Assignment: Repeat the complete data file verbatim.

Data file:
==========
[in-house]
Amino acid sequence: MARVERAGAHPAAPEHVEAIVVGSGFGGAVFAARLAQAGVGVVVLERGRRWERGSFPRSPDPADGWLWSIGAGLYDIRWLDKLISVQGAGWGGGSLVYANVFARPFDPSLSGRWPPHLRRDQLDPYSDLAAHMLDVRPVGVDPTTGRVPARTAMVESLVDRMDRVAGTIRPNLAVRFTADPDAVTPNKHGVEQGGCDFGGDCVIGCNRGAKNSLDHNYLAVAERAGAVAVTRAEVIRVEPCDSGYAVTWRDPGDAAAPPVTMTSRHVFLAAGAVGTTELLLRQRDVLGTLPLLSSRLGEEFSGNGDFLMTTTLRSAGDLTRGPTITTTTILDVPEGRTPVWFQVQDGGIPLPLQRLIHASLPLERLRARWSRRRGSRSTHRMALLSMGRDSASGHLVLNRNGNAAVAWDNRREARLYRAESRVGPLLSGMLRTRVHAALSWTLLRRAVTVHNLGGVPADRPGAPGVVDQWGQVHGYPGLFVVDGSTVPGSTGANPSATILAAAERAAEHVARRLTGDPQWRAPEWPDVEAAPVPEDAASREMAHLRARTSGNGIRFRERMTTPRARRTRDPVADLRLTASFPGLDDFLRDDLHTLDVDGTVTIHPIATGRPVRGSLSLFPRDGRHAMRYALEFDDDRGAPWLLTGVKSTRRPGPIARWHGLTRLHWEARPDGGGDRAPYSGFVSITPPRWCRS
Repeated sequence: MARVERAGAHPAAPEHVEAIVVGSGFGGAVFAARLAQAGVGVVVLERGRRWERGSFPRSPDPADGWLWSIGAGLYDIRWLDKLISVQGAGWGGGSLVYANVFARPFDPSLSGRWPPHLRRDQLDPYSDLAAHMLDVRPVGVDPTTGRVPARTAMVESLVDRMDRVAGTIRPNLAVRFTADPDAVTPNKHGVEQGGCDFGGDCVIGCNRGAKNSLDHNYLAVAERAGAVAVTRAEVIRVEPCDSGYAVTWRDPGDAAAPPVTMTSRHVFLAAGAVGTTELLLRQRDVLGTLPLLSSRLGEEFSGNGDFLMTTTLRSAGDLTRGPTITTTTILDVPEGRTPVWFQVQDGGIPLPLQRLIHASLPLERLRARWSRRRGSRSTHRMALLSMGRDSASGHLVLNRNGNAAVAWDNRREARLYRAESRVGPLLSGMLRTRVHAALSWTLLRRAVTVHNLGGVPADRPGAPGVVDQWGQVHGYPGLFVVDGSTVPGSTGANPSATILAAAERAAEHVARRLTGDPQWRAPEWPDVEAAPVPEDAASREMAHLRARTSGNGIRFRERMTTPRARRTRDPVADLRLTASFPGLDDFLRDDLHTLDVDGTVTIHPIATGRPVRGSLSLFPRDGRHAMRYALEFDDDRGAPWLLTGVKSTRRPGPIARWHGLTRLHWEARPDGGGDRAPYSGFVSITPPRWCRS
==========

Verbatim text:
[in-house]
Amino acid sequence: MARVERAGAHPAAPEHVEAIVVGSGFGGAVFAARLAQAGVGVVVLERGRRWERGSFPRSPDPADGWLWSIGAGLYDIRWLDKLISVQGAGWGGGSLVYANVFARPFDPSLSGRWPPHLRRDQLDPYSDLAAHMLDVRPVGVDPTTGRVPARTAMVESLVDRMDRVAGTIRPNLAVRFTADPDAVTPNKHGVEQGGCDFGGDCVIGCNRGAKNSLDHNYLAVAERAGAVAVTRAEVIRVEPCDSGYAVTWRDPGDAAAPPVTMTSRHVFLAAGAVGTTELLLRQRDVLGTLPLLSSRLGEEFSGNGDFLMTTTLRSAGDLTRGPTITTTTILDVPEGRTPVWFQVQDGGIPLPLQRLIHASLPLERLRARWSRRRGSRSTHRMALLSMGRDSASGHLVLNRNGNAAVAWDNRREARLYRAESRVGPLLSGMLRTRVHAALSWTLLRRAVTVHNLGGVPADRPGAPGVVDQWGQVHGYPGLFVVDGSTVPGSTGANPSATILAAAERAAEHVARRLTGDPQWRAPEWPDVEAAPVPEDAASREMAHLRARTSGNGIRFRERMTTPRARRTRDPVADLRLTASFPGLDDFLRDDLHTLDVDGTVTIHPIATGRPVRGSLSLFPRDGRHAMRYALEFDDDRGAPWLLTGVKSTRRPGPIARWHGLTRLHWEARPDGGGDRAPYSGFVSITPPRWCRS
Repeated sequence: MARVERAGAHPAAPEHVEAIVVGSGFGGAVFAARLAQAGVGVVVLERGRRWERGSFPRSPDPADGWLWSIGAGLYDIRWLDKLISVQGAGWGGGSLVYANVFARPFDPSLSGRWPPHLRRDQLDPYSDLAAHMLDVRPVGVDPTTGRVPARTAMVESLVDRMDRVAGTIRPNLAVRFTADPDAVTPNKHGVEQGGCDFGGDCVIGCNRGAKNSLDHNYLAVAERAGAVAVTRAEVIRVEPCDSGYAVTWRDPGDAAAPPVTMTSRHVFLAAGAVGTTELLLRQRDVLGTLPLLSSRLGEEFSGNGDFLMTTTLRSAGDLTRGPTITTTTILDVPEGRTPVWFQVQDGGIPLPLQRLIHASLPLERLRARWSRRRGSRSTHRMALLSMGRDSASGHLVLNRNGNAAVAWDNRREARLYRAESRVGPLLSGMLRTRVHAALSWTLLRRAVTVHNLGGVPADRPGAPGVVDQWGQVHGYPGLFVVDGSTVPGSTGANPSATILAAAERAAEHVARRLTGDPQWRAPEWPDVEAAPVPEDAASREMAHLRARTSGNGIRFRERMTTPRARRTRDPVADLRLTASFPGLDDFLRDDLHTLDVDGTVTIHPIATGRPVRGSLSLFPRDGRHAMRYALEFDDDRGAPWLLTGVKSTRRPGPIARWHGLTRLHWEARPDGGGDRAPYSGFVSITPPRWCRS